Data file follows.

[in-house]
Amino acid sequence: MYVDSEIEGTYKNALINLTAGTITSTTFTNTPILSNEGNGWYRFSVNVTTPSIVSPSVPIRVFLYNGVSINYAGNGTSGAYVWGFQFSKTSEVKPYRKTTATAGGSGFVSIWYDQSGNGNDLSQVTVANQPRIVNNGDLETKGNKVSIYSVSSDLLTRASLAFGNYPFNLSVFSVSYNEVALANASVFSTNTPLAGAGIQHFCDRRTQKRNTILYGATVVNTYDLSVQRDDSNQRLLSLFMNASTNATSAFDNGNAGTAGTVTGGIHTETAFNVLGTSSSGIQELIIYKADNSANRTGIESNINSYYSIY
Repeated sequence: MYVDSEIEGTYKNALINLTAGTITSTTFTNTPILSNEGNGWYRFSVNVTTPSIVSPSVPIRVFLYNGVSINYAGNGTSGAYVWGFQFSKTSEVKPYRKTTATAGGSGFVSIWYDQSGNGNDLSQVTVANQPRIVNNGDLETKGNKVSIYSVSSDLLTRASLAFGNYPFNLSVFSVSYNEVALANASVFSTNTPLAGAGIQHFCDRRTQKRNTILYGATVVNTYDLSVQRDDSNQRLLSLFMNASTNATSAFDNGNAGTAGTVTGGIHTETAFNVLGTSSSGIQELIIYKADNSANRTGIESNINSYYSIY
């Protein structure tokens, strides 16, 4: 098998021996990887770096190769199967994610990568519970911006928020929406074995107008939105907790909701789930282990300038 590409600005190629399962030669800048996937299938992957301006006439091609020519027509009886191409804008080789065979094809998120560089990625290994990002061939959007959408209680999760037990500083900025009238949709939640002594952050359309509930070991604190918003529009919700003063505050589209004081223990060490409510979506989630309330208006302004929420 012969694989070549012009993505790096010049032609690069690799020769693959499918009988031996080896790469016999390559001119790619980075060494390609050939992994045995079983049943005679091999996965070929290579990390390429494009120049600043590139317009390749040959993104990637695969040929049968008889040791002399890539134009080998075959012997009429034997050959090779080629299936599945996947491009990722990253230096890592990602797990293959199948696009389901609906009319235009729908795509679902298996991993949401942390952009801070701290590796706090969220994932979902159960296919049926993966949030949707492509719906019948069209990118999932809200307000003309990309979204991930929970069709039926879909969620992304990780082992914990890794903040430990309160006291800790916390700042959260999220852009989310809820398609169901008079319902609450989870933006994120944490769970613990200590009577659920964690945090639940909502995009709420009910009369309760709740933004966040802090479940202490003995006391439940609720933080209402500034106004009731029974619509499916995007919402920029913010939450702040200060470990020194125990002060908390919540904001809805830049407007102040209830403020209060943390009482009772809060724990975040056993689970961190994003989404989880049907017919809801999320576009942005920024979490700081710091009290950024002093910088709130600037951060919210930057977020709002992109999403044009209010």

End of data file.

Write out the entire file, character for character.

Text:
[in-house]
Amino acid sequence: MYVDSEIEGTYKNALINLTAGTITSTTFTNTPILSNEGNGWYRFSVNVTTPSIVSPSVPIRVFLYNGVSINYAGNGTSGAYVWGFQFSKTSEVKPYRKTTATAGGSGFVSIWYDQSGNGNDLSQVTVANQPRIVNNGDLETKGNKVSIYSVSSDLLTRASLAFGNYPFNLSVFSVSYNEVALANASVFSTNTPLAGAGIQHFCDRRTQKRNTILYGATVVNTYDLSVQRDDSNQRLLSLFMNASTNATSAFDNGNAGTAGTVTGGIHTETAFNVLGTSSSGIQELIIYKADNSANRTGIESNINSYYSIY
Repeated sequence: MYVDSEIEGTYKNALINLTAGTITSTTFTNTPILSNEGNGWYRFSVNVTTPSIVSPSVPIRVFLYNGVSINYAGNGTSGAYVWGFQFSKTSEVKPYRKTTATAGGSGFVSIWYDQSGNGNDLSQVTVANQPRIVNNGDLETKGNKVSIYSVSSDLLTRASLAFGNYPFNLSVFSVSYNEVALANASVFSTNTPLAGAGIQHFCDRRTQKRNTILYGATVVNTYDLSVQRDDSNQRLLSLFMNASTNATSAFDNGNAGTAGTVTGGIHTETAFNVLGTSSSGIQELIIYKADNSANRTGIESNINSYYSIY
């Protein structure tokens, strides 16, 4: 098998021996990887770096190769199967994610990568519970911006928020929406074995107008939105907790909701789930282990300038 590409600005190629399962030669800048996937299938992957301006006439091609020519027509009886191409804008080789065979094809998120560089990625290994990002061939959007959408209680999760037990500083900025009238949709939640002594952050359309509930070991604190918003529009919700003063505050589209004081223990060490409510979506989630309330208006302004929420 012969694989070549012009993505790096010049032609690069690799020769693959499918009988031996080896790469016999390559001119790619980075060494390609050939992994045995079983049943005679091999996965070929290579990390390429494009120049600043590139317009390749040959993104990637695969040929049968008889040791002399890539134009080998075959012997009429034997050959090779080629299936599945996947491009990722990253230096890592990602797990293959199948696009389901609906009319235009729908795509679902298996991993949401942390952009801070701290590796706090969220994932979902159960296919049926993966949030949707492509719906019948069209990118999932809200307000003309990309979204991930929970069709039926879909969620992304990780082992914990890794903040430990309160006291800790916390700042959260999220852009989310809820398609169901008079319902609450989870933006994120944490769970613990200590009577659920964690945090639940909502995009709420009910009369309760709740933004966040802090479940202490003995006391439940609720933080209402500034106004009731029974619509499916995007919402920029913010939450702040200060470990020194125990002060908390919540904001809805830049407007102040209830403020209060943390009482009772809060724990975040056993689970961190994003989404989880049907017919809801999320576009942005920024979490700081710091009290950024002093910088709130600037951060919210930057977020709002992109999403044009209010």